The Coffee Conundrum

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By Marnie Hanel Posted September 15, 2015

Is today’s coffee too strong to drink? Writer and veteran caffeine consumer Marnie Hanel investigates.

Is today’s coffee too strong to drink? Writer and veteran caffeine consumer Marnie Hanel investigates.

Lately I feel as though I’m rolling the dice every time I order a coffee. Sometimes I drink it and I’m perfectly fine. Other times, the most seemingly innocuous cup will send me skyrocketing. Lest you think I’m a wimp, the other day I went to a single-origin tasting at the Portland, Oregon, headquarters of Stumptown, and the man behind the bar warned me against drinking the coffee. “This cup is not a cup,” he said, handing me a cup. Channeling Napa, perhaps, he revealed that this not-a-cup was a spittoon. “The goal of the tasting is to get as much information as possible before you get caffeinated out of your dome,” he said. That seemed strange since he’d only brewed enough coffee for each person in our group to consume a total of about one cup. Is today’s coffee too strong to actually drink? 

These days, coffee is better on every level than it was even a few years ago. But while the drink has changed, our coffee-consuming habits haven’t kept up. In the past, it was easy to identify 
a situation that could lead to over-caffeination: drinking cup after cup of thin, bitter coffee. But now it’s 
become easy to overlook the cues. 

“This may be a gauche reference, but coffee is almost like weed now,” says Cleveland chef Jonathon Sawyer. “It’s so powerful, and the extraction can be so caffeinated, that you can’t just have a triple espresso cortado followed by a pour-over followed by this and that. It’s too much. Your heart’s going to explode.”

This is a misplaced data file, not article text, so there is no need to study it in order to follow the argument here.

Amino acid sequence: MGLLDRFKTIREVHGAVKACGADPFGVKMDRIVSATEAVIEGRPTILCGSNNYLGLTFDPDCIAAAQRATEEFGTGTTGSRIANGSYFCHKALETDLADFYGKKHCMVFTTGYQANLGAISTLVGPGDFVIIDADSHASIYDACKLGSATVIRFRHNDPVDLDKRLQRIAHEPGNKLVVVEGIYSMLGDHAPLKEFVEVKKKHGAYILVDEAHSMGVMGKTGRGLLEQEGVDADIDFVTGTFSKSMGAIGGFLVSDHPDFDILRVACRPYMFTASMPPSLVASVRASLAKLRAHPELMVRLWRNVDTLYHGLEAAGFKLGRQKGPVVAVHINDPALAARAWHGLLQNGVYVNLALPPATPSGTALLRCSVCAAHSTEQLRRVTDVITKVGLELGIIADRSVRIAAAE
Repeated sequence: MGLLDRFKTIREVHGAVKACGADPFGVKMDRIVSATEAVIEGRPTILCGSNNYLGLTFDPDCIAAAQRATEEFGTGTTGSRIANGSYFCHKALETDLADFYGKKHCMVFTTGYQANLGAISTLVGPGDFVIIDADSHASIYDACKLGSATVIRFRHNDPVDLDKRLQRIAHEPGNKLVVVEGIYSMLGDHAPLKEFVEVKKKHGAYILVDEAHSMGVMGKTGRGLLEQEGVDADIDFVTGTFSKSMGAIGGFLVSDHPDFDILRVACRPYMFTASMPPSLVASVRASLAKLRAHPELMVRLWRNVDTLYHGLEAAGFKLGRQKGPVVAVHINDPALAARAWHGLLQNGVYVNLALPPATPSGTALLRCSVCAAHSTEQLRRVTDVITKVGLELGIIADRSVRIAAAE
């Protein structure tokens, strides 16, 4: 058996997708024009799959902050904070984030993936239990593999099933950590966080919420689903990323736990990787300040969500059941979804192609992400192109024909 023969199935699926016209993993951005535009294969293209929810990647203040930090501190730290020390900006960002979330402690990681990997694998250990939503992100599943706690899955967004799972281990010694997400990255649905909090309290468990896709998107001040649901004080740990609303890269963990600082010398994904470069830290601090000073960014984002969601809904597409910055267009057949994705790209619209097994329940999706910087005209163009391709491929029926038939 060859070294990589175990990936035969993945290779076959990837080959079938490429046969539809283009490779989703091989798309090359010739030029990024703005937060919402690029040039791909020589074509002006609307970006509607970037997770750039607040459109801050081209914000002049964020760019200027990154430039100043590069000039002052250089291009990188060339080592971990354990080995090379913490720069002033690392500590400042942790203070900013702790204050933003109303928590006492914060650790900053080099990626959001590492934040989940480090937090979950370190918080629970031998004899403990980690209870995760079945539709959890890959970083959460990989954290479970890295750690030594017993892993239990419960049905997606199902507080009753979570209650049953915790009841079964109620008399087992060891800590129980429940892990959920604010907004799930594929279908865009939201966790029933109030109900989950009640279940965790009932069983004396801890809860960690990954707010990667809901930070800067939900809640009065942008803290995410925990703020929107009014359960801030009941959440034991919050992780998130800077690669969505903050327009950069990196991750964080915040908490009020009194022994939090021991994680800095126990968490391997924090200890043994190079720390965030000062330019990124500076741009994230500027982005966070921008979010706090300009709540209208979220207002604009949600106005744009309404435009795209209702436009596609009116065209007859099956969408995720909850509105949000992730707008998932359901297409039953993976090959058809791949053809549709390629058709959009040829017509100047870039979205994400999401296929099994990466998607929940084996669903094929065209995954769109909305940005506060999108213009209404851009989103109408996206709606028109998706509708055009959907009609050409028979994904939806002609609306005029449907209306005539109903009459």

Matt Higgins, the owner of Coava Coffee Roasters in Portland, thinks the analogy to pot is spot-on. He 
says the warnings surrounding Oregon’s legalization of recreational marijuana—
Go slow, NPR listener, this is not your Woodstock doobie—could apply to 
coffee, too. “The purity is higher, the quality is higher, the standard of preparation is higher,” he says. But while the conversation around marijuana is all about the high, craft coffee makers are loath to speak about caffeine, much less to issue cautions. The emphasis now is on drawing out each bean’s particular flavor.

“Specialty coffee has fought vigorously to get away from caffeine as a talking point,” says Michael Phillips, the director of training for Oakland, California–based Blue Bottle Coffee. “This is no longer just medicine to get us through the day. This is a delicious experience.” He suggests that inquiring about a coffee’s caffeine content is akin to asking if a craft cocktail will get you drunk. But while it may not be polite to talk 
about the effects of booze, you might still end up dancing on a table if you drink it. 

What few people know is that as roasters and baristas work to create more flavorful coffee, they’re making a product that can deliver an extra-powerful buzz. Among top-tier purveyors, light-roasting has become standard practice: Handling the beans delicately leaves the subtle flavors intact. The thinking is that a light roast showcases a coffee’s best, most refined qualities, while a dark roast covers up the defects of a so-so bean.

“The dark-roast coffee drinker often uses the vocabulary, ‘I like strong coffee’ or ‘I like bold coffee,’ which exists to me as something that’s very muddy and thick,” says Boston-based coffee guru George Howell. “The lighter roast permits nuance.” It’s counterintuitive, but these seekers of strength are looking in the wrong direction. Because the coffee bean is baked for less time, a light roast is denser—and, bean for bean, 
more caffeinated—than a dark one. 

In serious cafés like Coava or George Howell’s eponymous locations, this doesn’t matter much; baristas are measuring coffee grounds by weight, so it all equals out. But at home, where you’re groggily scooping your own, a light roast can result in a more caffeinated cup.

Starbucks has played a large role in hooking the country on coffee by giving us more caffeine. They upped the brewing ratio, doubling the amount of coffee grounds per cup from the traditional one tablespoon to two, 
a standard that has trickled down to other coffee shops if not into home kitchens.